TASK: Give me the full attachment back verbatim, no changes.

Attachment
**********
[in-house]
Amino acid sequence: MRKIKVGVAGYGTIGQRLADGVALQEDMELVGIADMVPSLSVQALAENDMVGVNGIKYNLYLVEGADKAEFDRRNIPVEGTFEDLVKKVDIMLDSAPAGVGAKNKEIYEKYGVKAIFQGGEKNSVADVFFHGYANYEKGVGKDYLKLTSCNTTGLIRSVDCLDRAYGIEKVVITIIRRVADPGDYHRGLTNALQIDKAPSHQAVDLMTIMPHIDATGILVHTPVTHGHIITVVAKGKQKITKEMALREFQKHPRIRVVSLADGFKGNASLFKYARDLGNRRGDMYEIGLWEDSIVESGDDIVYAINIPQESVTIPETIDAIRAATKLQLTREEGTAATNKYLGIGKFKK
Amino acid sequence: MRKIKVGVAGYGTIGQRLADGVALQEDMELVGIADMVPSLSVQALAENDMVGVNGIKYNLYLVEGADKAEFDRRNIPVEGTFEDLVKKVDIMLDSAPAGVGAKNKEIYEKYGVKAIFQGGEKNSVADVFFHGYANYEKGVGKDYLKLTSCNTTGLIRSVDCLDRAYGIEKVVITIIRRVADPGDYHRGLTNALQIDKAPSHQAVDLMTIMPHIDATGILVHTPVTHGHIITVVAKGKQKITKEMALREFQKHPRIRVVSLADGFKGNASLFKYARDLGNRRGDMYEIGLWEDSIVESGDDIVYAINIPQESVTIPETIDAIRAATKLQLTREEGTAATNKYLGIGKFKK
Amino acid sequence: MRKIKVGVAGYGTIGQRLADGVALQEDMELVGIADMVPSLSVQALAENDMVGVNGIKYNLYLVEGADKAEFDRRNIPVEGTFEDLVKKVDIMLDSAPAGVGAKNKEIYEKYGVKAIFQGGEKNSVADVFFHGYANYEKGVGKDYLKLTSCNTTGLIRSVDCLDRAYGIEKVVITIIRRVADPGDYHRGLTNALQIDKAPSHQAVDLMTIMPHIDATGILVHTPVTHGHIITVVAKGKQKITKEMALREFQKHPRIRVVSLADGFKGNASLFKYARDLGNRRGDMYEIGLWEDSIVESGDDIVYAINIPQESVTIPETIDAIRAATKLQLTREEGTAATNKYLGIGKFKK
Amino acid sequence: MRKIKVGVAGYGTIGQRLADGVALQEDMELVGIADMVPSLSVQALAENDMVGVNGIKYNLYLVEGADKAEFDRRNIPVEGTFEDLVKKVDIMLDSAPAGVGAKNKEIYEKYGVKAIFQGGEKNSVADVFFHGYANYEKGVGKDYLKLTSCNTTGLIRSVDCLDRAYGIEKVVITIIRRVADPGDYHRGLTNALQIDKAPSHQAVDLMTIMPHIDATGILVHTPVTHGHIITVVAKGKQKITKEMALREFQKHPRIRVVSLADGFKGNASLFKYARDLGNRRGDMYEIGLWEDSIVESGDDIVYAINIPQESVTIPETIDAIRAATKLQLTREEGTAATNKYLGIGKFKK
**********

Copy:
[in-house]
Amino acid sequence: MRKIKVGVAGYGTIGQRLADGVALQEDMELVGIADMVPSLSVQALAENDMVGVNGIKYNLYLVEGADKAEFDRRNIPVEGTFEDLVKKVDIMLDSAPAGVGAKNKEIYEKYGVKAIFQGGEKNSVADVFFHGYANYEKGVGKDYLKLTSCNTTGLIRSVDCLDRAYGIEKVVITIIRRVADPGDYHRGLTNALQIDKAPSHQAVDLMTIMPHIDATGILVHTPVTHGHIITVVAKGKQKITKEMALREFQKHPRIRVVSLADGFKGNASLFKYARDLGNRRGDMYEIGLWEDSIVESGDDIVYAINIPQESVTIPETIDAIRAATKLQLTREEGTAATNKYLGIGKFKK
Amino acid sequence: MRKIKVGVAGYGTIGQRLADGVALQEDMELVGIADMVPSLSVQALAENDMVGVNGIKYNLYLVEGADKAEFDRRNIPVEGTFEDLVKKVDIMLDSAPAGVGAKNKEIYEKYGVKAIFQGGEKNSVADVFFHGYANYEKGVGKDYLKLTSCNTTGLIRSVDCLDRAYGIEKVVITIIRRVADPGDYHRGLTNALQIDKAPSHQAVDLMTIMPHIDATGILVHTPVTHGHIITVVAKGKQKITKEMALREFQKHPRIRVVSLADGFKGNASLFKYARDLGNRRGDMYEIGLWEDSIVESGDDIVYAINIPQESVTIPETIDAIRAATKLQLTREEGTAATNKYLGIGKFKK
Amino acid sequence: MRKIKVGVAGYGTIGQRLADGVALQEDMELVGIADMVPSLSVQALAENDMVGVNGIKYNLYLVEGADKAEFDRRNIPVEGTFEDLVKKVDIMLDSAPAGVGAKNKEIYEKYGVKAIFQGGEKNSVADVFFHGYANYEKGVGKDYLKLTSCNTTGLIRSVDCLDRAYGIEKVVITIIRRVADPGDYHRGLTNALQIDKAPSHQAVDLMTIMPHIDATGILVHTPVTHGHIITVVAKGKQKITKEMALREFQKHPRIRVVSLADGFKGNASLFKYARDLGNRRGDMYEIGLWEDSIVESGDDIVYAINIPQESVTIPETIDAIRAATKLQLTREEGTAATNKYLGIGKFKK
Amino acid sequence: MRKIKVGVAGYGTIGQRLADGVALQEDMELVGIADMVPSLSVQALAENDMVGVNGIKYNLYLVEGADKAEFDRRNIPVEGTFEDLVKKVDIMLDSAPAGVGAKNKEIYEKYGVKAIFQGGEKNSVADVFFHGYANYEKGVGKDYLKLTSCNTTGLIRSVDCLDRAYGIEKVVITIIRRVADPGDYHRGLTNALQIDKAPSHQAVDLMTIMPHIDATGILVHTPVTHGHIITVVAKGKQKITKEMALREFQKHPRIRVVSLADGFKGNASLFKYARDLGNRRGDMYEIGLWEDSIVESGDDIVYAINIPQESVTIPETIDAIRAATKLQLTREEGTAATNKYLGIGKFKK